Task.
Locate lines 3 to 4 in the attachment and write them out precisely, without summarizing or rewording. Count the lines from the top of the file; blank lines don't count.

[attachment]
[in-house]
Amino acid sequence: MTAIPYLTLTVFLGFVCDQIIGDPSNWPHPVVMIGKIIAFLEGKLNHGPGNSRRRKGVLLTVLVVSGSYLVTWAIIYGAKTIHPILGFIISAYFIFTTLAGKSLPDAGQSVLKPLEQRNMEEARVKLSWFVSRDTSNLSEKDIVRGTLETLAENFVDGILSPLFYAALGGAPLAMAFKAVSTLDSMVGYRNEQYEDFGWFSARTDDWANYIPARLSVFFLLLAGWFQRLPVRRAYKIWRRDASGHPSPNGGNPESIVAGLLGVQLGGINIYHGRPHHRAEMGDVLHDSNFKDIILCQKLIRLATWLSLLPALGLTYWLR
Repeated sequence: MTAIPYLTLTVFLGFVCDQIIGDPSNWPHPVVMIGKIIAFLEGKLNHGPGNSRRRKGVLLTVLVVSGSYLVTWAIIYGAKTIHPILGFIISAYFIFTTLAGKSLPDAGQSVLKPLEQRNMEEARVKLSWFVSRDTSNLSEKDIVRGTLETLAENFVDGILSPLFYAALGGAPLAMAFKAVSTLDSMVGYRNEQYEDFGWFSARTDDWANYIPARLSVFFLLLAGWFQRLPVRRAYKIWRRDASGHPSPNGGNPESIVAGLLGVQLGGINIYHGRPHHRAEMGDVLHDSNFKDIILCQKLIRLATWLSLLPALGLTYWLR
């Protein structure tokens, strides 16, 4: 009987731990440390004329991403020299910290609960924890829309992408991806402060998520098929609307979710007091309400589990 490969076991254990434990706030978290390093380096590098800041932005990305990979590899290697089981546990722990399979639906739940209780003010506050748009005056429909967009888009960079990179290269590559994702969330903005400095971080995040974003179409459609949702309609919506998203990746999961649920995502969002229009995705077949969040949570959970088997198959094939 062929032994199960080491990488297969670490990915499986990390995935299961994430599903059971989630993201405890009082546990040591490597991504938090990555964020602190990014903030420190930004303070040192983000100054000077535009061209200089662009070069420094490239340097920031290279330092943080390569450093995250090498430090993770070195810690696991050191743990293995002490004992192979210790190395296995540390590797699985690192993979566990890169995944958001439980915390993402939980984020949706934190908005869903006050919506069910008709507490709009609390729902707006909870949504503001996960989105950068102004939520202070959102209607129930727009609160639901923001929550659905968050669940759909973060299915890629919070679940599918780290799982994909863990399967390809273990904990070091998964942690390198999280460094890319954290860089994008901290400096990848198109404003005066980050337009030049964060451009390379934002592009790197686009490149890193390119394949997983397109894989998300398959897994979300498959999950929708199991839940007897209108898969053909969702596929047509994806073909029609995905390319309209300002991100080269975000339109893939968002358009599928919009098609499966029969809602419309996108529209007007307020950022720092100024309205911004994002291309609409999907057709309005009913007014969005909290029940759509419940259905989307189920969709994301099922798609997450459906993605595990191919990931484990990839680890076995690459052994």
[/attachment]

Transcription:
Repeated sequence: MTAIPYLTLTVFLGFVCDQIIGDPSNWPHPVVMIGKIIAFLEGKLNHGPGNSRRRKGVLLTVLVVSGSYLVTWAIIYGAKTIHPILGFIISAYFIFTTLAGKSLPDAGQSVLKPLEQRNMEEARVKLSWFVSRDTSNLSEKDIVRGTLETLAENFVDGILSPLFYAALGGAPLAMAFKAVSTLDSMVGYRNEQYEDFGWFSARTDDWANYIPARLSVFFLLLAGWFQRLPVRRAYKIWRRDASGHPSPNGGNPESIVAGLLGVQLGGINIYHGRPHHRAEMGDVLHDSNFKDIILCQKLIRLATWLSLLPALGLTYWLR
């Protein structure tokens, strides 16, 4: 009987731990440390004329991403020299910290609960924890829309992408991806402060998520098929609307979710007091309400589990 490969076991254990434990706030978290390093380096590098800041932005990305990979590899290697089981546990722990399979639906739940209780003010506050748009005056429909967009888009960079990179290269590559994702969330903005400095971080995040974003179409459609949702309609919506998203990746999961649920995502969002229009995705077949969040949570959970088997198959094939 062929032994199960080491990488297969670490990915499986990390995935299961994430599903059971989630993201405890009082546990040591490597991504938090990555964020602190990014903030420190930004303070040192983000100054000077535009061209200089662009070069420094490239340097920031290279330092943080390569450093995250090498430090993770070195810690696991050191743990293995002490004992192979210790190395296995540390590797699985690192993979566990890169995944958001439980915390993402939980984020949706934190908005869903006050919506069910008709507490709009609390729902707006909870949504503001996960989105950068102004939520202070959102209607129930727009609160639901923001929550659905968050669940759909973060299915890629919070679940599918780290799982994909863990399967390809273990904990070091998964942690390198999280460094890319954290860089994008901290400096990848198109404003005066980050337009030049964060451009390379934002592009790197686009490149890193390119394949997983397109894989998300398959897994979300498959999950929708199991839940007897209108898969053909969702596929047509994806073909029609995905390319309209300002991100080269975000339109893939968002358009599928919009098609499966029969809602419309996108529209007007307020950022720092100024309205911004994002291309609409999907057709309005009913007014969005909290029940759509419940259905989307189920969709994301099922798609997450459906993605595990191919990931484990990839680890076995690459052994």